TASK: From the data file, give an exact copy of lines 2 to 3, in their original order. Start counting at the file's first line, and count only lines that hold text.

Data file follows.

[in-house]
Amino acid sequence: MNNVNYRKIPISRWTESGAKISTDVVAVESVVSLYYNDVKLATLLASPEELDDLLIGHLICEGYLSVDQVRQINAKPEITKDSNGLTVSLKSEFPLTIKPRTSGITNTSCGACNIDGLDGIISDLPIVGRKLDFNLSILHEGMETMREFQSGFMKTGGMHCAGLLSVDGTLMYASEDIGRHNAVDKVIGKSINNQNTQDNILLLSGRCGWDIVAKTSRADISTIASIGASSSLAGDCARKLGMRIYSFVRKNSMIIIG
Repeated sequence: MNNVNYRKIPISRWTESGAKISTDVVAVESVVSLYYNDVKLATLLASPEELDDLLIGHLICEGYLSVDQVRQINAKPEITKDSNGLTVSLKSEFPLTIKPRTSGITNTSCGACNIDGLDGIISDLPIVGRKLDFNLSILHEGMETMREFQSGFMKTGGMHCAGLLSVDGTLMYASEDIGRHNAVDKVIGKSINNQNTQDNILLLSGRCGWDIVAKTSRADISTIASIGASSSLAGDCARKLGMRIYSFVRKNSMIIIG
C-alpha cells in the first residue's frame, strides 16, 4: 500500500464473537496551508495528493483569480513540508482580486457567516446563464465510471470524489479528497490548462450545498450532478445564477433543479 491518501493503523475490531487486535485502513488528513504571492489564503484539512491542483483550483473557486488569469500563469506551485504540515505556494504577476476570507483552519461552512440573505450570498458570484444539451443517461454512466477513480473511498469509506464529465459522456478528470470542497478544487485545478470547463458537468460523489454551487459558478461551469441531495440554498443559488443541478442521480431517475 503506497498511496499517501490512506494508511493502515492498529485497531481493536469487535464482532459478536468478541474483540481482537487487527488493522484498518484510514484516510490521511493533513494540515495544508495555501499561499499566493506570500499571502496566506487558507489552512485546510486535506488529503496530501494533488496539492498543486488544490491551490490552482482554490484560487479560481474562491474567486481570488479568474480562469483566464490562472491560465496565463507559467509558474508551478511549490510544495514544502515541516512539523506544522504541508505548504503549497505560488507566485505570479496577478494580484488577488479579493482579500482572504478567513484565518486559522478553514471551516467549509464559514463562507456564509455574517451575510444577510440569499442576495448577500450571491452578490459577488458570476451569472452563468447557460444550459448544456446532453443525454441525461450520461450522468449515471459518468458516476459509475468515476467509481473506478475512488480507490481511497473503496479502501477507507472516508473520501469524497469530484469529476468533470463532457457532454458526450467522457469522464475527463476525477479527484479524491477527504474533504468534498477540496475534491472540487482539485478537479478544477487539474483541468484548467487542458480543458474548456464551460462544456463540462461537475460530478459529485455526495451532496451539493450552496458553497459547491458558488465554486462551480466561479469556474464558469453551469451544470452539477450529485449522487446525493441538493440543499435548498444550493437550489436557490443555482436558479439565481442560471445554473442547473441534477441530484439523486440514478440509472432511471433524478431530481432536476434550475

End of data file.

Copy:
Amino acid sequence: MNNVNYRKIPISRWTESGAKISTDVVAVESVVSLYYNDVKLATLLASPEELDDLLIGHLICEGYLSVDQVRQINAKPEITKDSNGLTVSLKSEFPLTIKPRTSGITNTSCGACNIDGLDGIISDLPIVGRKLDFNLSILHEGMETMREFQSGFMKTGGMHCAGLLSVDGTLMYASEDIGRHNAVDKVIGKSINNQNTQDNILLLSGRCGWDIVAKTSRADISTIASIGASSSLAGDCARKLGMRIYSFVRKNSMIIIG
Repeated sequence: MNNVNYRKIPISRWTESGAKISTDVVAVESVVSLYYNDVKLATLLASPEELDDLLIGHLICEGYLSVDQVRQINAKPEITKDSNGLTVSLKSEFPLTIKPRTSGITNTSCGACNIDGLDGIISDLPIVGRKLDFNLSILHEGMETMREFQSGFMKTGGMHCAGLLSVDGTLMYASEDIGRHNAVDKVIGKSINNQNTQDNILLLSGRCGWDIVAKTSRADISTIASIGASSSLAGDCARKLGMRIYSFVRKNSMIIIG